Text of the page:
Birthday: November 29, 1627
Died At Age: 77
Sun Sign: Sagittarius
Born in: Black Notley, near Braintree
Famous as: Naturalist
Quotes By John Ray
Spouse/Ex-: Margaret Oakley
Died on: January 17, 1705
place of death: Black Notley
education: Trinity College, Cambridge, St Catharine's College, Cambridge, University of Cambridge
The earliest of parson-naturalists known to the world, John Ray was one of the most eminent naturalists of the 17th century. He was also an influential philosopher and theologian. Ray was also the first person to give the biological definition of the term, ‘species’. He is hailed as ‘the father of natural history' and published some of the important works on plants, animals and natural theology. This founding figure of botany and zoology made ground-breaking contributions in the field of taxonomy. Born in a village to a blacksmith father and an amateur herbalist mother, Ray is believed to have spent much of his childhood helping his mother collect plants and observing the healing properties of them. Ray attended Trinity College, Cambridge University, where he received his bachelors and master’s degree. He was later appointed as the fellow of the college and he took a number of teaching positions but unfortunately resigned from his fellowship due to religious persecution. His contributions as a naturalist laid the foundation for many future works of research. Presently there are 172 works of him which are stored in some of the most prestigious libraries in London.
Childhood & Early Life
John Ray was born in the village of Black Notley, near Braintree. His father Roger Ray was the village blacksmith and mother Elizabeth Ray was an amateur herbalist and medical practitioner.
At 16, he was enrolled at the Cambridge University, where he studied at the Trinity College and Catharine Hall. In 1649, he was selected as a minor fellow at Trinity and later a major fellow.
From 1651, he held various academic positions as a fellow at Trinity, teaching Greek, humanities and mathematics. He also served as a praelector, junior dean and college steward.
He was well versed with preaching, which he often did at the college chapel and also at the Great St Mary's. On December 23, 1660, he officially received his holy orders. That year he published, ‘Catalogue of Cambridge plants'.
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On August 24, 1662, he resigned from his fellowship along with 13 other fellows as they could not subscribe to the ‘Bartholomew Act’ of 1662.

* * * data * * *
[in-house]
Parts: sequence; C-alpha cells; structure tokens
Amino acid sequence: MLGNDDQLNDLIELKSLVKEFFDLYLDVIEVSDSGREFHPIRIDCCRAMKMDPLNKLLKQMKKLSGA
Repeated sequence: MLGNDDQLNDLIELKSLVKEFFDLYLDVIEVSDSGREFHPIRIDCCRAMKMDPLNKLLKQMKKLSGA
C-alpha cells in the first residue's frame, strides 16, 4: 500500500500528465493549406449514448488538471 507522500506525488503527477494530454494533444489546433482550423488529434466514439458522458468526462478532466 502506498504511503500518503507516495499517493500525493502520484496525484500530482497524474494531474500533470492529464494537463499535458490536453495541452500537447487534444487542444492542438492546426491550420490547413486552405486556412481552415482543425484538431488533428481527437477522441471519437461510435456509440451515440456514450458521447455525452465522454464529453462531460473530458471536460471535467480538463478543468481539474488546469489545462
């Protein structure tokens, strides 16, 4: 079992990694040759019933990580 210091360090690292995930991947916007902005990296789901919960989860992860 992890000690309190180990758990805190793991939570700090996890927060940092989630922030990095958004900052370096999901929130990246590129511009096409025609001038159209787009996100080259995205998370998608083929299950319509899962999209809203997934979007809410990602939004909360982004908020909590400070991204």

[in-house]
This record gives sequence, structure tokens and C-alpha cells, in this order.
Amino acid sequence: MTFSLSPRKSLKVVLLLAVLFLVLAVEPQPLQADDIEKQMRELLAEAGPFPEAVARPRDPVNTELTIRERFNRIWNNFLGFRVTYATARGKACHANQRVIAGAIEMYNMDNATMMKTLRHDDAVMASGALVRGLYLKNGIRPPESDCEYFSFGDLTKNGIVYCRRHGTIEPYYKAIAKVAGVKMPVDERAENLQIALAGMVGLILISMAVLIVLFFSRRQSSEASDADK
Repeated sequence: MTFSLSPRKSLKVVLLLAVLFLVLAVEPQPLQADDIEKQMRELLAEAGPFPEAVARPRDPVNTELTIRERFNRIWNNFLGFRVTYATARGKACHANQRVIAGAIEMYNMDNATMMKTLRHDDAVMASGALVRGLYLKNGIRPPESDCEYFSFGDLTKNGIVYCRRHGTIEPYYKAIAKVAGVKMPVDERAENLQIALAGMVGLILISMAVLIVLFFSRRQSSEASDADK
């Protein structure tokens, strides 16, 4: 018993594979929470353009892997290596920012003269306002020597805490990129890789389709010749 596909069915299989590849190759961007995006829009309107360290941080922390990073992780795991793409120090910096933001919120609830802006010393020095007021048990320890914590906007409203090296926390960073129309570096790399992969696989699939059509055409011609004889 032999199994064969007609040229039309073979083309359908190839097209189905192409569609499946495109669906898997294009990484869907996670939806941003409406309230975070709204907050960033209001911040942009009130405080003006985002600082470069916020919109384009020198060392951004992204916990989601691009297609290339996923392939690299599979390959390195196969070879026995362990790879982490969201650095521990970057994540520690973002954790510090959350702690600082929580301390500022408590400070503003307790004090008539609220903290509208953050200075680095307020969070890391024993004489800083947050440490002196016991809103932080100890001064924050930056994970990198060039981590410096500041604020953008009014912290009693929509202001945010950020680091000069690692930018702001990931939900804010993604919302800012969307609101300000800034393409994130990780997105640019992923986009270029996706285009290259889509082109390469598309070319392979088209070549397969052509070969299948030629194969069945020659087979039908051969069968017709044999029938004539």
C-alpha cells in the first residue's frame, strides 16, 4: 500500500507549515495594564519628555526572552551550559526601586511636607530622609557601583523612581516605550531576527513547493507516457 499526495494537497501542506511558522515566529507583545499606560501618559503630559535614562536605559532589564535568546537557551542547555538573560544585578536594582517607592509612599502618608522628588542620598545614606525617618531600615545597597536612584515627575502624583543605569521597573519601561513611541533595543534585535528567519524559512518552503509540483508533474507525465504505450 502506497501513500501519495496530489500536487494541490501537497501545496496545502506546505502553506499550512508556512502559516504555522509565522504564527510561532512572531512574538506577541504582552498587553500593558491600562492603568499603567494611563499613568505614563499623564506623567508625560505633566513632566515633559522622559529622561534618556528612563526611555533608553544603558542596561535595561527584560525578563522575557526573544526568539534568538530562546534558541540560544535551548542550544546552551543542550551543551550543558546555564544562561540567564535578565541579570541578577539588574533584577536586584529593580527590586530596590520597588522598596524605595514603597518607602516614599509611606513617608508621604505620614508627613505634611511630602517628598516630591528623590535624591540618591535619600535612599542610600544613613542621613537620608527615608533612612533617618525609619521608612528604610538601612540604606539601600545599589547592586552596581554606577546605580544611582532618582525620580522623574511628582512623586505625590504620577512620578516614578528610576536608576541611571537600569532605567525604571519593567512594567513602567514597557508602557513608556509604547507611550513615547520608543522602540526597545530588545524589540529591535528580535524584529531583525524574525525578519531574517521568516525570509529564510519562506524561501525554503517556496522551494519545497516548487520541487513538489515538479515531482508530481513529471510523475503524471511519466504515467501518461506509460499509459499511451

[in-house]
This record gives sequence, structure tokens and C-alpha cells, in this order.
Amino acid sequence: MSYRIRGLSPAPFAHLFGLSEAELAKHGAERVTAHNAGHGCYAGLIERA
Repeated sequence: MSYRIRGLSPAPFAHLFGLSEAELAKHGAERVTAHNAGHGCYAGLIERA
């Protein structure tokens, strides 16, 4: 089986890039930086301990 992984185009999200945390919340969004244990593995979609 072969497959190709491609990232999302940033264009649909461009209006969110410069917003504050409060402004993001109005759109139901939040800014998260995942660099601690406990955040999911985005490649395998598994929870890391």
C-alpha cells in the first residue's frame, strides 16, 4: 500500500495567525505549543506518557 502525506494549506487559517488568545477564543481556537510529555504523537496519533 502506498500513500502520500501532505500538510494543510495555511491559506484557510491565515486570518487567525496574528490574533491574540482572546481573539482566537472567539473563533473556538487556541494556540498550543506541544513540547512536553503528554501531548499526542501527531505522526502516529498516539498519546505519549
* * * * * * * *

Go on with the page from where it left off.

His religious beliefs were in sync with the ones imposed under the restoration of Charles II of England. He was thus technically a nonconformist but continued with the Established Church of England.
From the spring of 1663 to March 1666, he went on a tour of Europe along with some of his pupils like Francis Willughby, Philip Skippon and Nathaniel Bacon.
In 1668, he came out with his work titled, ‘Tables of plants' and 'Catalogue of English plants plus Fasiculus (an appendix)'. He subsequently published, ‘Catalogue of English proverbs'.
In 1669, along with Francis Willughby, he came out with his first piece of work on Philosophical Transactions titled, ‘Experiments concerning the Motion of Sap in Trees'.
In 1673, he published, ‘Observations topographical, moral, and physiological, made on a Journey through part of the Low Countries, Germany, Italy, and France', his account on his foreign travels.
With his 1686 released book titled, 'History of Plants', he became the first person to conceive the biological definition of the term, 'species'. That year he also published the work titled, ‘History of Fishes +Frontis & 187 Engraved Plates'.
In the 1690s, he published three volumes of his writings on religion. The most well-known among these publications was, ‘The Wisdom of God Manifested in the Works of the Creation'.
In 1691, he published one of his seminal and most popular works titled, ‘The Wisdom of God'. This work of his was later plagiarised by William Paley in his later work titled, 'Natural Theology'.
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Some of his other works in the 1690s decade include, ‘Synopsis of Animals and Reptiles', 'Collection of Travels', ' Collection of European Plants', 'Plants of Each County' and 'Brief Dissertation'.
Awards & Achievements
In 1667, he was elected as Fellow of the Royal Society.
Personal Life & Legacy
In 1673, he wedded Margaret Oakley of Launton.
In 1676, he began to live in Sutton Coldfield and the following year, he relocated to Falborne Hall in Essex.
In 1679, he moved to Black Notley, where he lived for the rest of his life. Here, he suffered from poor health and chronic sores.
He died at the age of 77 in Black Notley.
There are a total of 172 of his works, which are considered very unique and rare. They are held in The British Library, Euston, London, The Bodleian Library, University of Oxford, The University of Cambridge Library, Library of Trinity College Cambridge and The Natural History Museum Library, South Kensington, London.
This 17th century English naturalist was the first person to give a biological definition of the term ‘species’.